The Blue Marine Foundation has recently published a report which considers the idea of National Marine Parks in the UK, and sets out proposals for how they might be established using local partnership models which build on current environmental protection designations.
The report recognises the opportunities which the pandemic has brought around raised recognition of environmental issues, and the opportunities which communities have with connecting or re-connecting in enhanced ways with the natural environment to promote wellbeing and generate sustainable economic benefits.
The report also highlights the relatively limited connections which many coastal communities have with management of the blue resource adjacent to them currently, and flags Plymouth Sound National Marine Park as a potential management model for increasing and widening stakeholder engagement in dynamic ways. It also highlights success of the World Heritage Site designation for the Jurassic Coast, generating £111 million annually for the economies of Dorset and Devon.
Recognition is made of the deep heritage connections which coastal communities have with the sea, and the proposed sites for National Marine Parks build on the distinct natural and cultural characteristics of these locations around the country.
The labelling of an area brings recognition and discussion, and the report’s proposals for National Marine Parks is an intriguing prospect which I hope will gain traction.
Journal Summary: Landscape Research, the peer-reviewed journal of the Landscape Research Group, is a dedicated international forum for debating landscape. The journal is distinctive in its combining of high-quality and innovative research papers with reflective critiques of landscape practice.
Contributions to the journal appeal to a wide academic and professional readership and reach an interdisciplinary and international audience. Whilst unified by a focus on landscape, the coverage of Landscape Research is wide ranging. The journal therefore encourages submissions from a range of disciplines, including environmental conservation, geography (human and physical), landscape architecture, archaeology, history, anthropology, urban studies, planning, design, heritage studies, ecology, countryside management, cultural studies and forestry.
Journal Summary: RICS Journals provide insights from experts across key industry issues within the built environment, construction, property and land surveying sectors. Land Journal has coverage of rural, geomatics, minerals and waste, environment and planning and development issues.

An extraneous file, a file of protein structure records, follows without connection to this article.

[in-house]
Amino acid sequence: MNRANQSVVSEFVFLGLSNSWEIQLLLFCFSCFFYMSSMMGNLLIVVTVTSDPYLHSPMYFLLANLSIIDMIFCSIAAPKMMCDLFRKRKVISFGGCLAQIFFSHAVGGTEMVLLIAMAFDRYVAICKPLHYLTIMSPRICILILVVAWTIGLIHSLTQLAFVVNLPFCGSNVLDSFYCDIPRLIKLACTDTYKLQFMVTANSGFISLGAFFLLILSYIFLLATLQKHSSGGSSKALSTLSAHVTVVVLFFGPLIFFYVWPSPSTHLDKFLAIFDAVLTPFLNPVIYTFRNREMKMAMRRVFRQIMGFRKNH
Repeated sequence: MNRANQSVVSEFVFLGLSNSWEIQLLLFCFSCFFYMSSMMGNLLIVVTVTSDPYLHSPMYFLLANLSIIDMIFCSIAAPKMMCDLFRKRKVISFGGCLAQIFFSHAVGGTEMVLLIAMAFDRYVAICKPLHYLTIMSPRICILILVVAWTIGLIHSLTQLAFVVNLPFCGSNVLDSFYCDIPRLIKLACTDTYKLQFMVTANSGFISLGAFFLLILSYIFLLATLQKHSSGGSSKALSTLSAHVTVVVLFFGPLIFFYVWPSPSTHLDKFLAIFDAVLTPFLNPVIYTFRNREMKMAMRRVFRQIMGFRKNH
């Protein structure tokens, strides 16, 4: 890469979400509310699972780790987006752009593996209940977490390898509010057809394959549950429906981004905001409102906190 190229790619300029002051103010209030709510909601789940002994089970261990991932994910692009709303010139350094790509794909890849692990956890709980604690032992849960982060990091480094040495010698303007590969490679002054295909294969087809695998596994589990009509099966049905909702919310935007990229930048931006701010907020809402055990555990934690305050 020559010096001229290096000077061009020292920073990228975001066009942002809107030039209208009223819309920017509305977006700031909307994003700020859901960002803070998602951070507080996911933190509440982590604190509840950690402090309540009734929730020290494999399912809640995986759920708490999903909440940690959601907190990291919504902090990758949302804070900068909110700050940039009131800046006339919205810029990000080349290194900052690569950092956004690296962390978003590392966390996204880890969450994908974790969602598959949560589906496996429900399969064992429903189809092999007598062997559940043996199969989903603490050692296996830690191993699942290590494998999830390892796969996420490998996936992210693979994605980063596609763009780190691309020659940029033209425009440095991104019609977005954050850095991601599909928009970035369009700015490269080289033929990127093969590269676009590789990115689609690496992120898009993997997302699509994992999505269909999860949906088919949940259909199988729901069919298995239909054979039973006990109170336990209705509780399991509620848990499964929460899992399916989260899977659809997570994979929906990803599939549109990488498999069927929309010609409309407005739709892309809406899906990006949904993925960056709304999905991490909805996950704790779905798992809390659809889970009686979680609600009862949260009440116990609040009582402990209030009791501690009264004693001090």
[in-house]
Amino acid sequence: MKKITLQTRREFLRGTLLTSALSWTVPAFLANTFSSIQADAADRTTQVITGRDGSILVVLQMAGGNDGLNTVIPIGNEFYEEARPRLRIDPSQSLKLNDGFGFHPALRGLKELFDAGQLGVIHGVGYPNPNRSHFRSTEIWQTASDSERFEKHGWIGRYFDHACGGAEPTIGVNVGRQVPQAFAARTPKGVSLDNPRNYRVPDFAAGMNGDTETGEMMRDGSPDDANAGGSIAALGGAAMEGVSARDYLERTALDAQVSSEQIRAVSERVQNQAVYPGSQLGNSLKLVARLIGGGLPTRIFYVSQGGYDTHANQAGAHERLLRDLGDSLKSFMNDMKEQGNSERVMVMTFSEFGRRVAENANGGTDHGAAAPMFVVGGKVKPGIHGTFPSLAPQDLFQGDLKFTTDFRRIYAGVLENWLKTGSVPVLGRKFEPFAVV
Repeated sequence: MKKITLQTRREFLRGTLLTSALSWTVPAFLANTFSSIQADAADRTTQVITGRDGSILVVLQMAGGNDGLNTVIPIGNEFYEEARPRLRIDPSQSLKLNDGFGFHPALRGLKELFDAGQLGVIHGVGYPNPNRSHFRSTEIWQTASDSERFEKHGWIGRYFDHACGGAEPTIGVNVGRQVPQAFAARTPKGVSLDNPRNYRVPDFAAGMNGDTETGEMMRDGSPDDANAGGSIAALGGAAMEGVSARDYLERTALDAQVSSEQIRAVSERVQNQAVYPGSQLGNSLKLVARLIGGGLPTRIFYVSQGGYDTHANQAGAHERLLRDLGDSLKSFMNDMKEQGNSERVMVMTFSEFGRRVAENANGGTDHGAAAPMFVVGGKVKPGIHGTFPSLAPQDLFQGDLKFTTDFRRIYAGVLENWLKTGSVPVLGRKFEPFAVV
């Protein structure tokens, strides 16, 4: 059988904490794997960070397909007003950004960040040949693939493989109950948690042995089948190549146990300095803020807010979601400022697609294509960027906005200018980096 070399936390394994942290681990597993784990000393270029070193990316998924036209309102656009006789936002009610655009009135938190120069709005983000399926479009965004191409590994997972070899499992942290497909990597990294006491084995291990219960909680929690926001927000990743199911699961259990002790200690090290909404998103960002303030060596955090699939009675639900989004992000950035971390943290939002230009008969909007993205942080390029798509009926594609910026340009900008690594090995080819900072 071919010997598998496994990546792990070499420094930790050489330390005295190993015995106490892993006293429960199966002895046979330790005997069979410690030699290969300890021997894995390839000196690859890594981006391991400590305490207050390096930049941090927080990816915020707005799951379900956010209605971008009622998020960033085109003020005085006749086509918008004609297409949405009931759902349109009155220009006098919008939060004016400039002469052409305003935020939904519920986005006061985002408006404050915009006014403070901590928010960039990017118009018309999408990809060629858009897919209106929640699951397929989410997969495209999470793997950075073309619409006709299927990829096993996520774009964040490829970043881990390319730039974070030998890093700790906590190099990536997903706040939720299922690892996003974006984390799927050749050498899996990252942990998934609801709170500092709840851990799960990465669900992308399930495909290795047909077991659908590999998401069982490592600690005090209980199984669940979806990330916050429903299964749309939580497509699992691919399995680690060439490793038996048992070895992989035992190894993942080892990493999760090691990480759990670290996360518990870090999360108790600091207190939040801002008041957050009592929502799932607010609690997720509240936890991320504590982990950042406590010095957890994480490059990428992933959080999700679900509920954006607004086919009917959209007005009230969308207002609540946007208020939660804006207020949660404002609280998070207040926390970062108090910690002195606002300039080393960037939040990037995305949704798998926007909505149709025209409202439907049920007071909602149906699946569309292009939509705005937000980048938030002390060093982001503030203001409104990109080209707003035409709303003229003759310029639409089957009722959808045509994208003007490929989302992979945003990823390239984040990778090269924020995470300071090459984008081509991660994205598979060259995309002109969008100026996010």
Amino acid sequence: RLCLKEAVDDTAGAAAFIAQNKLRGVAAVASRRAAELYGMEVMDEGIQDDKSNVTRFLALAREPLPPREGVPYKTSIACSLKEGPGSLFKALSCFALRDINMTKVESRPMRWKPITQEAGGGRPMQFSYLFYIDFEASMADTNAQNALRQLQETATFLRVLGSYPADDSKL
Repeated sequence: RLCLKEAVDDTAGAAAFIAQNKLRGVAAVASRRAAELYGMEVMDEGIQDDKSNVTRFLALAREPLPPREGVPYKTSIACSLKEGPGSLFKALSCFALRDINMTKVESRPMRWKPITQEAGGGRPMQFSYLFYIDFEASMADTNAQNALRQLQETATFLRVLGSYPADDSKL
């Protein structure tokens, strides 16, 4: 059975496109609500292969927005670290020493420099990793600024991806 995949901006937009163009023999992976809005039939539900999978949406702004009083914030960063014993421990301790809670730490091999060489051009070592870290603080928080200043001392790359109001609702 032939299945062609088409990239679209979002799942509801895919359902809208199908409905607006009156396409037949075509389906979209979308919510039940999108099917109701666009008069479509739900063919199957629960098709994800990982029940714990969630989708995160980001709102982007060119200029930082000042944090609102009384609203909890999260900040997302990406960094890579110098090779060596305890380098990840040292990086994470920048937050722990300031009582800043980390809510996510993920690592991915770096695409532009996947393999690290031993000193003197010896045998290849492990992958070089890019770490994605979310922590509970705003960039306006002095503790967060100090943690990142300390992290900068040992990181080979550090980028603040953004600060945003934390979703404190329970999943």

Publisher: RICS (Royal Institute of Chartered Surveyors)
Just along from our current hotel in the centre of Beijing, is Ritan Park, situated in the Jianguomenwai area very close to the British Embassy. The park is one of the oldest in Beijing, dating from 1530 and was built as a temple to the sun god.Chinese emperors would make ritual offerings at the central altar.It was a place of worship for the Chinese imperial court of the Qing (1644-1911) and Ming (1368-1644) dynasties.On a previous visit to the park, I watched a live action reinterpretation of the ceremonies in the central reconstructed ritual area. This seemed to involve local school children, all decked out in period costume with relevant accessories – what a memorable history field trip and doubt successful at reinforcing cultural identity and history!
Given the park’s centrality in a densely packed city, it has been re-designated as a Health and Wellbeing facility, with many exercise, walking and activity stations, as well as perimeter paths laid out with distance benchmarks for fitness and recreation measurement.
There is a comprehensive interpretation and orientation scheme through the park, with plenty of signage to inform and amuse this Western eye which is slightly obsessed with signage as my #heritagesigns tweets regularly suggest.
Journal summary: This twice-yearly journal focuses on urban and environmental issues and their interconnections, with a particular emphasis on Africa, Asia and Latin America (where most of world’s urban population now lives). Founded in 1989 by the International Institute for Environment and Development (IIED), from 2006, it has been published by Sage, in association with IIED. Each issue of the journal focuses on a particular theme and includes between 7 and 12 papers on that theme, papers responding to the themes of previous issues and, since 2007, papers on climate change and cities. Each issue also has an editorial and a Book Notes section with details of new publications. Examples of themes include: city governance and citizen action; ecological urbanization; resilient cities; community-driven mapping and enumerations; globalization and cities; chronic poverty; meeting the Millennium Development Goals in urban areas; participatory governance; violence and security; water and sanitation; sustainable cities; and rural-urban linkages. Some issues of the journal include profiles of innovative organizations and papers on participatory tools and methods.